|The Secretary of the Navy (SECNAV) the Honorable Ray Mabus gives his remarks at Drs. Jerome and Isabella Karle's retirement ceremony from the Naval Research Laboratory following a combined 127 years of government service. Among their many awards and honors, Dr. Jerome Karle's work in crystal structure analysis was recognized by the 1985 Nobel Prize in Chemistry and Dr. Isabella Karle was awarded the National Medal of Science from President Clinton in 1995 for her pioneering work in devising methods to determine crystal structure. (U.S. Navy Photo by John F. Williams)|
|The Secretary of the Navy (SECNAV) the Honorable Ray Mabus presented the Department of the Navy Distinguished Civilian Service Awards to Drs. Jerome and Isabella Karle during their retirement from the Naval Research Laboratory.The Distinguished Civilian Service Award is the highest Navy award that the SECNAV can confer on a civilian employee. (U.S. Navy Photo by John F. Williams)|
|Dr. Jerome Karle, left, and Dr. Isabella Karle cut their respective cakes as they retire from the Naval Research Laboratory. (U.S. Navy Photo by John F. Williams)|
About the U.S. Naval Research Laboratory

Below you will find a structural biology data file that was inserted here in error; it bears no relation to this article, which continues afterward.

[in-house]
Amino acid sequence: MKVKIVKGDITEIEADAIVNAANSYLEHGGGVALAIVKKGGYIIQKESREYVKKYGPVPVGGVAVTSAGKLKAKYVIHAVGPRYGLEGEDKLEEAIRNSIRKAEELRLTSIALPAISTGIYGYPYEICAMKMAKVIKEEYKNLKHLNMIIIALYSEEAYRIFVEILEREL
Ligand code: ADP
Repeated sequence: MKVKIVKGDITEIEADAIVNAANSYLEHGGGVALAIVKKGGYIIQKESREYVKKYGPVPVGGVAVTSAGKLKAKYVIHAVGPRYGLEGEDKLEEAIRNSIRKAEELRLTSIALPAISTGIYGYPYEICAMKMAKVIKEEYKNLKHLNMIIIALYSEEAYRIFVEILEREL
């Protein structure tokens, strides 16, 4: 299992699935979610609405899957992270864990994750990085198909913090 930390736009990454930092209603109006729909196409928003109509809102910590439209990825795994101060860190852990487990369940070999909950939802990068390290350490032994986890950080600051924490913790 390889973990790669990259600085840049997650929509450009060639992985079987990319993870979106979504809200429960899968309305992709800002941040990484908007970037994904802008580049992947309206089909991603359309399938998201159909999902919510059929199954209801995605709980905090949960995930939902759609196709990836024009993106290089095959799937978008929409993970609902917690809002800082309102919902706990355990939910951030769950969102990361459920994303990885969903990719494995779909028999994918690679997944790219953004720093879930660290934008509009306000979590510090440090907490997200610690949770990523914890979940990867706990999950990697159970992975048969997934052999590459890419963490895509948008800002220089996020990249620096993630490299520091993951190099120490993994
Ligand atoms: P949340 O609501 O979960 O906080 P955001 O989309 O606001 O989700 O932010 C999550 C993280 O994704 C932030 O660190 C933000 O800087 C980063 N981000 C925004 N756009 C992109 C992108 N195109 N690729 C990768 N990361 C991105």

The U.S. Naval Research Laboratory is the Navy's full-spectrum corporate laboratory, conducting a broadly based multidisciplinary program of scientific research and advanced technological development. The Laboratory, with a total complement of approximately 2,500 personnel, is located in southwest Washington, D.C., with other major sites at the Stennis Space Center, Miss., and Monterey, Calif. NRL has served the Navy and the nation for over 90 years and continues to meet the complex technological challenges of today's world. For more information, visit the NRL homepage or join the conversation on Twitter, Facebook, and YouTube.
Comment policy: We hope to receive submissions from all viewpoints, but we ask that all participants agree to the Department of Defense Social Media User Agreement. All comments are reviewed before being posted.